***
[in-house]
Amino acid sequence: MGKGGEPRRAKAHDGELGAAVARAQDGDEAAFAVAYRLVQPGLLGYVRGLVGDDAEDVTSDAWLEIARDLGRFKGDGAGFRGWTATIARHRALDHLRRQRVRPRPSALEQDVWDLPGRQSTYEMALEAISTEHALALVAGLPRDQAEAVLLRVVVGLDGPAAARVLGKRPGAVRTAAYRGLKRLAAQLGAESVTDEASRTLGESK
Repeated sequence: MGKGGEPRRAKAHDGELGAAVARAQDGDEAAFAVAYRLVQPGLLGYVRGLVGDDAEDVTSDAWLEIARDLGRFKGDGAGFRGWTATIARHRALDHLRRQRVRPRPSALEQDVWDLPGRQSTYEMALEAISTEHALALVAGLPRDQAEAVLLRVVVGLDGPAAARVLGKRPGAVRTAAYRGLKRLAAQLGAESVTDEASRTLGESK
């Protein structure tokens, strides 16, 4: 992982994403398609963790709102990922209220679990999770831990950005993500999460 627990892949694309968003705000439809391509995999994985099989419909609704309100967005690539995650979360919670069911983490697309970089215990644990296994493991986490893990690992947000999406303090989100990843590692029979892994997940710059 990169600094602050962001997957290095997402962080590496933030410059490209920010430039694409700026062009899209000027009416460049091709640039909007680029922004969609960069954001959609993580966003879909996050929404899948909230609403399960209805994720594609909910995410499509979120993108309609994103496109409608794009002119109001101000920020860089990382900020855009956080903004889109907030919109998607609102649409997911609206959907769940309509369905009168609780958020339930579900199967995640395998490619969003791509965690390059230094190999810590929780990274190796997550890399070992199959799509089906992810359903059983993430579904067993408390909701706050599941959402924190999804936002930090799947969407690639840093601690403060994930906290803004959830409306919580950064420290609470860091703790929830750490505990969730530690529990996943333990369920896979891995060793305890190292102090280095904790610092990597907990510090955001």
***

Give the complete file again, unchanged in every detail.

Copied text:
[in-house]
Amino acid sequence: MGKGGEPRRAKAHDGELGAAVARAQDGDEAAFAVAYRLVQPGLLGYVRGLVGDDAEDVTSDAWLEIARDLGRFKGDGAGFRGWTATIARHRALDHLRRQRVRPRPSALEQDVWDLPGRQSTYEMALEAISTEHALALVAGLPRDQAEAVLLRVVVGLDGPAAARVLGKRPGAVRTAAYRGLKRLAAQLGAESVTDEASRTLGESK
Repeated sequence: MGKGGEPRRAKAHDGELGAAVARAQDGDEAAFAVAYRLVQPGLLGYVRGLVGDDAEDVTSDAWLEIARDLGRFKGDGAGFRGWTATIARHRALDHLRRQRVRPRPSALEQDVWDLPGRQSTYEMALEAISTEHALALVAGLPRDQAEAVLLRVVVGLDGPAAARVLGKRPGAVRTAAYRGLKRLAAQLGAESVTDEASRTLGESK
């Protein structure tokens, strides 16, 4: 992982994403398609963790709102990922209220679990999770831990950005993500999460 627990892949694309968003705000439809391509995999994985099989419909609704309100967005690539995650979360919670069911983490697309970089215990644990296994493991986490893990690992947000999406303090989100990843590692029979892994997940710059 990169600094602050962001997957290095997402962080590496933030410059490209920010430039694409700026062009899209000027009416460049091709640039909007680029922004969609960069954001959609993580966003879909996050929404899948909230609403399960209805994720594609909910995410499509979120993108309609994103496109409608794009002119109001101000920020860089990382900020855009956080903004889109907030919109998607609102649409997911609206959907769940309509369905009168609780958020339930579900199967995640395998490619969003791509965690390059230094190999810590929780990274190796997550890399070992199959799509089906992810359903059983993430579904067993408390909701706050599941959402924190999804936002930090799947969407690639840093601690403060994930906290803004959830409306919580950064420290609470860091703790929830750490505990969730530690529990996943333990369920896979891995060793305890190292102090280095904790610092990597907990510090955001």